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Michael Nicholas, the coowner of Tucson's Gekas-Nicholas Gallery, tells of meeting Rick DeMont for the first time a few weeks ago: "He came by with his portfolio and I felt that he had potential as an artist, so I agreed to show his paintings. Then I asked him about himself. He told me he'd been an Olympic swimmer, but he didn't go into details."
DeMont picks up the narrative: "I told Michael I'd swum in the Olympics and he said, 'Well, that's not going to sell any paintings.' That was fine with me. Swimming and painting are separate parts of my life."
Several of DeMont's paintings now hang in Nicholas' gallery, including watercolors depicting Arizona's big-sky country and a large landscape in oils in which the hills look like canned peaches and the clouds like mounds of Reddi-Wip. Although DeMont's signature is prominently displayed in the lower right-hand corner of each painting, few visitors to the gallery have recognized the name. Nicholas was right: the fact that DeMont swam at the Olympics is not going to sell any paintings.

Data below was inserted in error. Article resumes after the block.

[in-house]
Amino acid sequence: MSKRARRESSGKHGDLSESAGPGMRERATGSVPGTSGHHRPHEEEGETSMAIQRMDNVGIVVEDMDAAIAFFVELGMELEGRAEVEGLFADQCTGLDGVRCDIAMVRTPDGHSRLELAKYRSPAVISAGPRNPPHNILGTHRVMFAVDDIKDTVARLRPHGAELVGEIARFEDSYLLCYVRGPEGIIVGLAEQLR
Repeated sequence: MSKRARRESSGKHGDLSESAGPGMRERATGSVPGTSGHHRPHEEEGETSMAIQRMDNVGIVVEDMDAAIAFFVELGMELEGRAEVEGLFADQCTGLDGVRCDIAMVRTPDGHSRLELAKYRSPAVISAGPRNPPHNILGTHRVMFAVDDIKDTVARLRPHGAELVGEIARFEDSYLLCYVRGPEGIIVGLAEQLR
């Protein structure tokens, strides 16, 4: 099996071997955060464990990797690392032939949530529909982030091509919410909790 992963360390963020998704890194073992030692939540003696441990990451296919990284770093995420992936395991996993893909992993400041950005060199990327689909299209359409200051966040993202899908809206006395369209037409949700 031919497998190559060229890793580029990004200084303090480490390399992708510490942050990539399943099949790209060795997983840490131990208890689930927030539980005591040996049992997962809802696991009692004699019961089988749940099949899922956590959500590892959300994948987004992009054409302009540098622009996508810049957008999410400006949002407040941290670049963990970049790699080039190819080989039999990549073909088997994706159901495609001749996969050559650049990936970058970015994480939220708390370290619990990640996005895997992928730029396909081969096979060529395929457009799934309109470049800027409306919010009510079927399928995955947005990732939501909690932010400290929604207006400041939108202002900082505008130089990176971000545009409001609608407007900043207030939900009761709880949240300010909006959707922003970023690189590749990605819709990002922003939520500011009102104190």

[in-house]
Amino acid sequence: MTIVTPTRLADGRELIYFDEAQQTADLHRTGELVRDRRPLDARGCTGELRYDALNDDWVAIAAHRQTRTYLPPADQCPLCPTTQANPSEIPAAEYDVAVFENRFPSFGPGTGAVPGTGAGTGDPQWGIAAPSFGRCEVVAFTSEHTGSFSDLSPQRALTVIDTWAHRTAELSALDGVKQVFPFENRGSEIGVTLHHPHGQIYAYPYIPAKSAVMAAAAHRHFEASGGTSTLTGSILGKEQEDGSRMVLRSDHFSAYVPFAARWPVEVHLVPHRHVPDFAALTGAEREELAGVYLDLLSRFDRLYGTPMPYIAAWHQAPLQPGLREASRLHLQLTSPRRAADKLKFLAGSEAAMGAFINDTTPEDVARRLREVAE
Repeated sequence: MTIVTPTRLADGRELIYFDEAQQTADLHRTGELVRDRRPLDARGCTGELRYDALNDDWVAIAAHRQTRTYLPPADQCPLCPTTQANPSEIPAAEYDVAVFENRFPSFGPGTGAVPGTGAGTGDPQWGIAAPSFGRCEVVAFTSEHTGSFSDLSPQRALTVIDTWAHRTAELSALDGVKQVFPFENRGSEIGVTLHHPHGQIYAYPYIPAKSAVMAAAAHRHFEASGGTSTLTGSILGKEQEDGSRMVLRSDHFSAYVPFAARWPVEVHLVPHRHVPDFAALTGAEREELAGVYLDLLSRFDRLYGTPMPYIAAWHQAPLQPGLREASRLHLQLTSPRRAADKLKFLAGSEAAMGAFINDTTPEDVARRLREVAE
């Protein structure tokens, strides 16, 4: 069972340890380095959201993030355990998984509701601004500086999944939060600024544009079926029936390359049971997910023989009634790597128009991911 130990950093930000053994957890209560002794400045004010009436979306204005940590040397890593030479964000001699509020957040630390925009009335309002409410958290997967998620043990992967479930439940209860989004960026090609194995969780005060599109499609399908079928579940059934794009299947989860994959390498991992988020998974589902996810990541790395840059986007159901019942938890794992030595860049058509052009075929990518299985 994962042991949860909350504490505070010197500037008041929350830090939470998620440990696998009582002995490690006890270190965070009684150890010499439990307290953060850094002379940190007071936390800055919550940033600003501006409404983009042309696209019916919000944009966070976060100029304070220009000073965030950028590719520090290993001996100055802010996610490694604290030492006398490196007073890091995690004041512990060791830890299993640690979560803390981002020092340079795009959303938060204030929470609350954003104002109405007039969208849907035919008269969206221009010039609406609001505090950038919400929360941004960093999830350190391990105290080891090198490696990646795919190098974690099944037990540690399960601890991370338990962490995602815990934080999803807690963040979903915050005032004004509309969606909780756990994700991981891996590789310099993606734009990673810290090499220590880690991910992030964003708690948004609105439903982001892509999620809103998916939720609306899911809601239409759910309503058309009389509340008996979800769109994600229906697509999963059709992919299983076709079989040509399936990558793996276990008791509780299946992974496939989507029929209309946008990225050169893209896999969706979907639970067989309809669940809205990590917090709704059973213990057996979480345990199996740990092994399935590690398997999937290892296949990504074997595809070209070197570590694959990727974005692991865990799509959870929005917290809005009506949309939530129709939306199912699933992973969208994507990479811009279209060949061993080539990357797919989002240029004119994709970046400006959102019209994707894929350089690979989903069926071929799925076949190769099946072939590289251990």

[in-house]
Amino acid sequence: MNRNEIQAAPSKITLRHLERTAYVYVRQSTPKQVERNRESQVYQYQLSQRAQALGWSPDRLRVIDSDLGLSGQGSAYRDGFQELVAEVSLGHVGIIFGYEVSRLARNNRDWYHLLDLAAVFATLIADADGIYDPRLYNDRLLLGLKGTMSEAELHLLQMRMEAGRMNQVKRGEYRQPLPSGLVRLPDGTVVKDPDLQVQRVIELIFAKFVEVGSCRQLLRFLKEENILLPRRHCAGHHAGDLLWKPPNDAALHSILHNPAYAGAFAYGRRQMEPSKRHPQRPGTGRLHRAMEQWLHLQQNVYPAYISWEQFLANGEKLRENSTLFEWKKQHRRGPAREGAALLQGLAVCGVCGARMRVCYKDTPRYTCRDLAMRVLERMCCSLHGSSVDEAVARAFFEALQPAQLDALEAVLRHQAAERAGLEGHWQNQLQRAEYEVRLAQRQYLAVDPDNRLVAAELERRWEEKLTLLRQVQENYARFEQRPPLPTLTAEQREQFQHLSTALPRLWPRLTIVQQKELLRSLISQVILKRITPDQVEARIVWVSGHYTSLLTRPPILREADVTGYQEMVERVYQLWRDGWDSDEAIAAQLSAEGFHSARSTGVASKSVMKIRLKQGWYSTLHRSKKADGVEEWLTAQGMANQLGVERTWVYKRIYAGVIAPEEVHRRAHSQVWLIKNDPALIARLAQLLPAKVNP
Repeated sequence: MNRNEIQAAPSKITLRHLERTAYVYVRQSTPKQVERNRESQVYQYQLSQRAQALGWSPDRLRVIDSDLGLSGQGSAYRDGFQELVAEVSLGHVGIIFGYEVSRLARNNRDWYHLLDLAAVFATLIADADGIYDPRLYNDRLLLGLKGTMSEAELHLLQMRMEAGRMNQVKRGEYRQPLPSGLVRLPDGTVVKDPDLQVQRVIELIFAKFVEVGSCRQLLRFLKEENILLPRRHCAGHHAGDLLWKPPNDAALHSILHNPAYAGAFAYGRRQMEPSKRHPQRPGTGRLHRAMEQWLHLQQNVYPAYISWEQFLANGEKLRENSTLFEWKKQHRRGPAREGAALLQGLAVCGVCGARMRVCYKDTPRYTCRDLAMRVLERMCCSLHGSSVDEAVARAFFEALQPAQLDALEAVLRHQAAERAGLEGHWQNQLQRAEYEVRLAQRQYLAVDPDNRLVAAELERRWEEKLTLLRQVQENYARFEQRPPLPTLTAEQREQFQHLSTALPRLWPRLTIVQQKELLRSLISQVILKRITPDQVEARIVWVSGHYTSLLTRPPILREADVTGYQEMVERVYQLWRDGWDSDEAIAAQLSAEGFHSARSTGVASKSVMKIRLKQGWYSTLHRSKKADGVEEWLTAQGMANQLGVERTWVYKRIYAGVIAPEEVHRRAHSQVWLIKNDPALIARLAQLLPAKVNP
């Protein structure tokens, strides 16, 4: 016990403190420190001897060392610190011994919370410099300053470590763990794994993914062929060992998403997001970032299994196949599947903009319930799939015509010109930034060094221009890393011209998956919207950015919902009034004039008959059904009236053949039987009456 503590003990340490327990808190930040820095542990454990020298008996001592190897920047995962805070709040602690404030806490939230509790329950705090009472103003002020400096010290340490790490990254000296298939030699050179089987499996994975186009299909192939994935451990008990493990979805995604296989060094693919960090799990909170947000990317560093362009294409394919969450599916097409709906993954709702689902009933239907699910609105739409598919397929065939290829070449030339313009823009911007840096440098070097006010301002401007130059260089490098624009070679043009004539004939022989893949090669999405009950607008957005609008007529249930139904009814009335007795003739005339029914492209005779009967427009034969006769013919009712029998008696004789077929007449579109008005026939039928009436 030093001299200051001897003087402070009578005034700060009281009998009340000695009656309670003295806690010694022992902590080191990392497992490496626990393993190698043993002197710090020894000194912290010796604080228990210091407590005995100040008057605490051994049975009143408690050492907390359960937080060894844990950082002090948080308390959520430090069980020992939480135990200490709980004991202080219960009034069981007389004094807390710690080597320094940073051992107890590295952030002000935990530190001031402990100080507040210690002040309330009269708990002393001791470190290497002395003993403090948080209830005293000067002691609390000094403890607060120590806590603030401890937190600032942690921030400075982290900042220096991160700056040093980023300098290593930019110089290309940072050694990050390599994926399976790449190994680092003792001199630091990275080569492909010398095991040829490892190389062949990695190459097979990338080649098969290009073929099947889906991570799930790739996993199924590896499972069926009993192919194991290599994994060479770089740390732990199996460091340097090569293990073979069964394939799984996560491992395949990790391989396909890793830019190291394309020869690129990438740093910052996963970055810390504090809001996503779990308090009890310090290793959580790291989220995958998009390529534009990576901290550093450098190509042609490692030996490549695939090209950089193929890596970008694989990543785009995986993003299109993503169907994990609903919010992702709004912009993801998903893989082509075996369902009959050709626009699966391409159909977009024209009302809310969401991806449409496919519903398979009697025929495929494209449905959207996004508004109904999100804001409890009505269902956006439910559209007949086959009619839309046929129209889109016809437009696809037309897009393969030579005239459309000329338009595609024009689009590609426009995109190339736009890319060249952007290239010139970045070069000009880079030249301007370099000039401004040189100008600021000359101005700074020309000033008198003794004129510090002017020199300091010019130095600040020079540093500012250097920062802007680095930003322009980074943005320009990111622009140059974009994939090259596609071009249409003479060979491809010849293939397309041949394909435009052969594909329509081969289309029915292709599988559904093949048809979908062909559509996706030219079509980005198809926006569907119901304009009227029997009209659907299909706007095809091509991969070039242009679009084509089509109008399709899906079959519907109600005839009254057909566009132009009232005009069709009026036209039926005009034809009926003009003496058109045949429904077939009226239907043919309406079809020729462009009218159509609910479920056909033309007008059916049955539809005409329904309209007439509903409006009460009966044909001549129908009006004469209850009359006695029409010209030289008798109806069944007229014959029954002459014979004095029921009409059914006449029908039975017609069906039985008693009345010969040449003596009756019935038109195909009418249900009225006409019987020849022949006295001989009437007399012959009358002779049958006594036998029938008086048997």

But then, what good has DeMont's Olympic experience ever done him? Olympic buffs, unlike art fanciers, will have little difficulty identifying DeMont as the distance swimmer who was stripped of one gold medal and deprived of a shot at winning another at the 1972 Olympics. He had taken an asthma medication that had been prescribed by his personal physician, and he had duly listed it on a medical history he had filled out for the U.S. team doctors. DeMont was 16, the youngest member of the U.S. men's swim team at Munich, but swimming achievements are so ephemeral that within 18 months he no longer dominated his specialties, the 400-and 1,500-meter freestyles. After that he continued to show up at meets but was lucky to get into the consolation finals. He had become a melancholy figure who kept to himself and went all but unnoticed. He failed to make the 1976 Olympic team and his swimming career appeared to be over. Indeed, his life as a distance swimmer was over.